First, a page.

The entire financial services industry must compete to retain customers. Even the significant disruptors to established finance — fintechs — now face challenges.
Other fintechs, armed with newer tech, must position themselves to attract a more loyal following.
Financial technology innovation constantly evolves, necessitating financial services organizations (FSOs) to develop their tech capabilities while improving user experiences. Payment organization PSCU, in its “2021 Eye on Payments” study, found nearly eight out of 10 survey respondents agree or completely agree that they want to do business with a financial institution that knows them personally.
Fintech organizations, capitalizing on the online and mobile shortcomings of the traditional financial ecosystem, have already changed how consumers invest, borrow, save, and transfer funds through digital services.
Some of the diverse types of non-bank-produced fintech include mobile wallets and peer-to-peer payment apps, such as PayPal, Venmo, Square, Apple Pay, and Google Pay; funding platforms, including Kickstarter, GoFundMe, Indiegogo, Patreon, CircleUp, and LendingClub; and Robo-advisory services, such as Betterment, Ellevest, and SoFi Invest.
Fintechs join FIs seeking customer retention
The PSCU study also noted that technology giants like Amazon, Netflix, and Spotify, among others, have introduced consumers to extreme personalization when shopping online, ordering groceries, watching TV, or listening to their favorite podcast — so it should come as no surprise that consumers now expect extra attention from financial partners too.
Similarly, fintechs that supercharged customer engagement and personalization now recognize consumers, even long-standing customers of a particular brand, are more digital than ever. They look for the best deals, even when considering online financial services.
So not only must FIs compete with fintechs for customers, but it sets up a challenge for any fintech providing its financial services to compete for consumers with other fintechs in the same vertical.
The competition for customers should intensify as more financial services options appear. Per Statista, the number of fintech startups, as of November 2021, reached 10,755 globally, with some 41% in the Americas.
Banking on customer loyalty
Since the pandemic, more than 75% percent of consumers have changed their buying habits, according to McKinsey & Company, which correspondingly discovered a shift in brand loyalty, with 39% changing brands or retailers, and 79% intending to explore options. In addition, McKinsey’s found loyalty programs can help offset the ongoing willingness among consumers to try new brands.
Introducing a loyalty program could help solve the dilemma faced by fintechs and FSOs seeking to strengthen the connection to customers. A loyalty program as a customer retention tool can foster long-lasting trust, shield customers from competition, and boost digitization efforts.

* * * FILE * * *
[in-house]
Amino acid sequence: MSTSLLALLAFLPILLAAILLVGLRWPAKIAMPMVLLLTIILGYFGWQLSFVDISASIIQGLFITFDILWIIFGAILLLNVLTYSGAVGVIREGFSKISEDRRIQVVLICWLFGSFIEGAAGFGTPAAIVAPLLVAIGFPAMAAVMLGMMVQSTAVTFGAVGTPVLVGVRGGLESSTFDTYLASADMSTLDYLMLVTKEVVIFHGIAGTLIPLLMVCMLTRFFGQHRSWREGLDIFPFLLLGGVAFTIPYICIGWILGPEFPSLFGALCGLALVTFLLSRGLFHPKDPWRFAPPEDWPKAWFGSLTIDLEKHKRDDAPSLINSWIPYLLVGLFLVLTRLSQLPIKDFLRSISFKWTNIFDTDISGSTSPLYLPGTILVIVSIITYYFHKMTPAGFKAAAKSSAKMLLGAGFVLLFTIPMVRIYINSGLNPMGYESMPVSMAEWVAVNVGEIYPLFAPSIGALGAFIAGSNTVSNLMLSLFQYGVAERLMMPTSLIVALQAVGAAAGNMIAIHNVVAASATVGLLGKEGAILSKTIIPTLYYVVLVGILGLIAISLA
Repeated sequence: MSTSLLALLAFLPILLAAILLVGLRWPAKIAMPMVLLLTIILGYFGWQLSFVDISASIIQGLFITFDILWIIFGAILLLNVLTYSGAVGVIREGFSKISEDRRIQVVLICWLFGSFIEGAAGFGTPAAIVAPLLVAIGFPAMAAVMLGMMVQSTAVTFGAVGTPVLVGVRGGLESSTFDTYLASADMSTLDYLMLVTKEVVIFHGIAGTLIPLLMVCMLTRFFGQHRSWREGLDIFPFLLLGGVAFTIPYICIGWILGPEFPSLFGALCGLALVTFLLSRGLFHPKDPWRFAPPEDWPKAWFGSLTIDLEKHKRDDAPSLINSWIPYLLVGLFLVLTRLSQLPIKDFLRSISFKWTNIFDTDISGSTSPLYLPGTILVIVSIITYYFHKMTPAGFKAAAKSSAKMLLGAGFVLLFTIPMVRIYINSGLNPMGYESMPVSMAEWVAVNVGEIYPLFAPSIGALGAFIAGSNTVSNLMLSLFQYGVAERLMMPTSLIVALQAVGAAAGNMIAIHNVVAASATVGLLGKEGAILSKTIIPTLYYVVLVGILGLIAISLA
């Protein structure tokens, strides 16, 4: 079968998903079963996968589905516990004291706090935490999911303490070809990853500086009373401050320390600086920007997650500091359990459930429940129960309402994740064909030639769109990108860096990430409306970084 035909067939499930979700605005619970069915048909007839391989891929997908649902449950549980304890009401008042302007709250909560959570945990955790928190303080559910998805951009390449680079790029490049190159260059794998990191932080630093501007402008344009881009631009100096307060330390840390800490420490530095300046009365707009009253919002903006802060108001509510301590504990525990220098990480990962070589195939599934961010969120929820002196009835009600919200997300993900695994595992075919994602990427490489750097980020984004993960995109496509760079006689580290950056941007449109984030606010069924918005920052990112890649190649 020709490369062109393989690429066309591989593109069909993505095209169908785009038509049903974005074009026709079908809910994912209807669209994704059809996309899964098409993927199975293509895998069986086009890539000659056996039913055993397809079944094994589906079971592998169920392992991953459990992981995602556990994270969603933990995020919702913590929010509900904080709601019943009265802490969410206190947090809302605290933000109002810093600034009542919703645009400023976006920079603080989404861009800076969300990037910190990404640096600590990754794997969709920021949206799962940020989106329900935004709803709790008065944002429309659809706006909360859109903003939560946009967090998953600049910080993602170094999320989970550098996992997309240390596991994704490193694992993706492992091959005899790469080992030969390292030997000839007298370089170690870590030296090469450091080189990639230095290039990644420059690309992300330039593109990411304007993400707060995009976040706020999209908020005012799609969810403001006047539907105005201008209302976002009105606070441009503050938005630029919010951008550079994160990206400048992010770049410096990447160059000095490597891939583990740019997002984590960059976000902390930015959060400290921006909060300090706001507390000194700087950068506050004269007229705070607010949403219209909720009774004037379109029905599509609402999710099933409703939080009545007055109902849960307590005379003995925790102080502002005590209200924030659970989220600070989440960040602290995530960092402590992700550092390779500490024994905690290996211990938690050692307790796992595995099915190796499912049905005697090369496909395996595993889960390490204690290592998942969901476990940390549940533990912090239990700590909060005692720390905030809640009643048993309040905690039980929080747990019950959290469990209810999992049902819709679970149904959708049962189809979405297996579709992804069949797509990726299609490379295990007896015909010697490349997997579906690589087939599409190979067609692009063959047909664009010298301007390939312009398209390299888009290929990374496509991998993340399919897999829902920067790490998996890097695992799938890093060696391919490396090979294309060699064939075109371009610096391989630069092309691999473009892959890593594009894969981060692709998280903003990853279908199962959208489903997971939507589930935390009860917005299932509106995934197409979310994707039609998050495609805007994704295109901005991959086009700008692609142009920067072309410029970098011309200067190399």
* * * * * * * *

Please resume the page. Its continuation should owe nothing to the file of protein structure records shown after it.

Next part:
The Electronic Transactions Association also suggested using loyalty programs to nurture long-lasting regulars. Contemporary loyalty programs integrate mobile payments, rewards, and e-commerce technology to entice customers to return.
Rewarding fintech customers
The key for financial service organizations is to incentivize online interactions, deliver loyalty programs that add value to their peoples’ lives, and provide a robust customer retention instrument offering more attractive deals than competitors.
Tearsheet acknowledged that fintechs have already traveled down this loyalty road by getting more aggressive and creative around debit card rewards programs. After the 2009 financial crisis, financial institutions pulled back on their debit card rewards programs. With the growing popularity of fintechs and challenger banks, new rewards programs began re-emerging in the debit card space.
Rewards have also become a big part of financial services. Capital One, for example, constantly hypes its rewards program (Capital One Shopping), and in 2019 PayPal acquired Honey Science Corp. with its suite of money-saving tools, including rebates and rewards programs.
Fintechs, like financial institutions, have another loyalty driver at their disposal to help replace dwindling revenue streams and provide financial rewards to customers, which drives customer loyalty and increases the share of the wallet. That alternative comes in shopping rewards and cashback driven by e-commerce.
PSCU’s survey also found that 91% of all respondents shop online at least a few times per month, and nearly one in three shops online at least once a week or more. Integrating an e-commerce shopping rewards program could help fintechs build new income sources and underpin customer retention and loyalty through customer benefits, personalization, and digitalization.
FSOs have dabbled in customer rewards programs such as offer walls and card-linked offers. But these have several disadvantages, including a high level of effort to integrate and deploy and low customer participation.
Rewards funded by merchants are not new. When a customer makes an online purchase, merchants often pay the referring source a small percentage of the sale. Merchant-funded rewards are one of the most impactful tools available to financial service organizations that seek to increase revenue and create repeated positive interactions for their customers, thus increasing loyalty.
Fintechs that provide personalized experiences and a relevant, tangible, and easy-to-maintain e-commerce-based loyalty program drive their rewards through customer retention and new merchant revenue streams.
Jordan Glazier is the founder and CEO of Wildfire Systems, which provides an enterprise platform for shopping rewards and social commerce. He previously worked at Boston Consulting Group and was an early executive at eBay, where he built several of eBay's largest business units.